Ravenclaw, Ambition and Family Life

J and I are 31, which means we were about Harry Potter’s age when the books debuted, although we were engaged and 21 when his story ended. It’d be an understatement to say that the books were a big part of our adolescent years, and we’ve known for certain that ours was a mixed marriage from the beginning: an ISFJ Hufflepuff to a handsome ENTP Gryffindor.

Except, we recently took that 20th anniversary Time Magazine Sorting Hat Quiz and both got Ravenclaw.

Wait, what?

Neither of us would describe ourselves or each other as particularly ambitious, we admitted, discussing the highly scientific results as we walked the kids to the park after dinner on a recent evening. Geeky, sure. Bookish, each to our own varying degrees. But aren’t Ravenclaws supposed to be pretty driven?

I mean, maybe in college. J double majored in math and computer science and racked up accolades racing bikes. I nerded out on Great Books and English lit, and for awhile, entertained ideas of a PhD in English.

But these days? Not really. I wrote a friend recently that I particularly value jobs with very low stakes. I’d love to someday to work another Tiny Job, and I found teaching at homeschool co op last fall to be surprisingly rewarding. But I made it clear in grad school and to my library directors that I had no real ambition to join their ranks someday, and it would be a-ok with me if I never worked a traditional 9-5 job.

J, on the other hand, is absolutely terrific at his job, best I can tell, but chose a job based on work-life balance and geography, not prestige, and doesn’t intend to job hop if we can possibly help it. He tries to do enough to do right by his colleagues and students, but doesn’t obsess. I love that about him.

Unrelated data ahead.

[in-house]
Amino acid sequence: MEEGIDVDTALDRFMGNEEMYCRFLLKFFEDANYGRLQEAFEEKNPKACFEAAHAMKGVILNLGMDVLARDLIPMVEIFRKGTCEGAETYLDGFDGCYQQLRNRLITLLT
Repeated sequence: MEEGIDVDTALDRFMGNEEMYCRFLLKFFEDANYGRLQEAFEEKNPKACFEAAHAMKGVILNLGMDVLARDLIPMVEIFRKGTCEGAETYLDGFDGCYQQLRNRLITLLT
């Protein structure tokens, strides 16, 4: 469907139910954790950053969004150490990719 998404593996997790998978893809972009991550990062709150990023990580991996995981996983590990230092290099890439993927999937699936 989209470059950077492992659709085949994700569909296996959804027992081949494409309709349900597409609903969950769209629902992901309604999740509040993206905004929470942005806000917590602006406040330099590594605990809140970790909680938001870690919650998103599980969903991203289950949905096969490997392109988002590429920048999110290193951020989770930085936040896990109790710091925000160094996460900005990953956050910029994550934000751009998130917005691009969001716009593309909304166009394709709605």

On our walk, J pointed out he’d been reading a biography of Eli Musk, and could see how he’d love that kind of intense work environment if he didn’t have a family. Sure, I agreed. When I was applying for Tiny Jobs and awaiting Pippin’s birth, I’d often come across 40-hour youth services library jobs that appealed to me — if I wasn’t already expecting a rather time-consuming tiny human.

Ultimately, we decided our ambitions have just shifted as we grew older. We’re not go-with-the-flow on everything: we know what we want for our family, and work for it, from building a family culture to enduring long seasons of illness to welcome tiny new members. We try to be deliberate about all our choices: whether to continue being a one-car family, how to arrange bedrooms in our house, how to steep our family in faith. That means toning down some of the other outlets into which we’ve traditionally poured our energies. It’s not Hufflepuff peaceableness or Gryffindor careless bravado, but selective Ravenclaw ambition after all.

So, hello, fellow Ravenclaws, I guess.

Drinking my daily Ensure while morning sick and nursing because ONWARD AND UPWARD

7 thoughts on “Ravenclaw, Ambition and Family Life

  1. Ravenclaw doesn’t surprise me at all for either of you! Dan is a Ravenclaw and I love it. I’ve never gotten anything other than Hufflepuff though and I’d be really upset if I did tbh. #identitycrisis



  2. I have to say, I really like that test. It’s hard to fool it. It also placed me as very solidly Ravenclaw. I am not at all surprised by that. It’s what I generally get.

    I had never honestly thought of Ravenclaws as ambitious. I mean, I suppose I can see it. I’ve never really thought of myself that way, but I guess when homeschooling 3 of 4 children, that can be seen as an ambitious undertaking! It’s funny how I’d never thought of it that way. I always thought it suited me because I tend to be very bookish.


    • Yes, I think most sorting hat tests let you game for if you want or don’t want Slytherin, at least, though I suppose in the Hogwarts universe that’s fitting because your preference does count!

      I think raising four kids at all is ambitious 🙂 (I may be on the same path, though I have to see every pregnancy as my last in order to survive!)


  3. I took it and am a ravenclaw too 🙂 I just finished Middlemarch and this post reminded me a lot of themes in it–shifting ambitions and shifting perspectives on what it means to live a fulfilling life. Also, I’m leaving my very chill Tiny Job for good in a few weeks and I’m already feeling nostalgic for it.


    • I’ve got like 25 hours left of Middlemarch, but I might switch to paperback for an upcoming vacation. Tiny Jobs are such a blessing, even if they don’t always make sense financially/schedule-wise. Someday!


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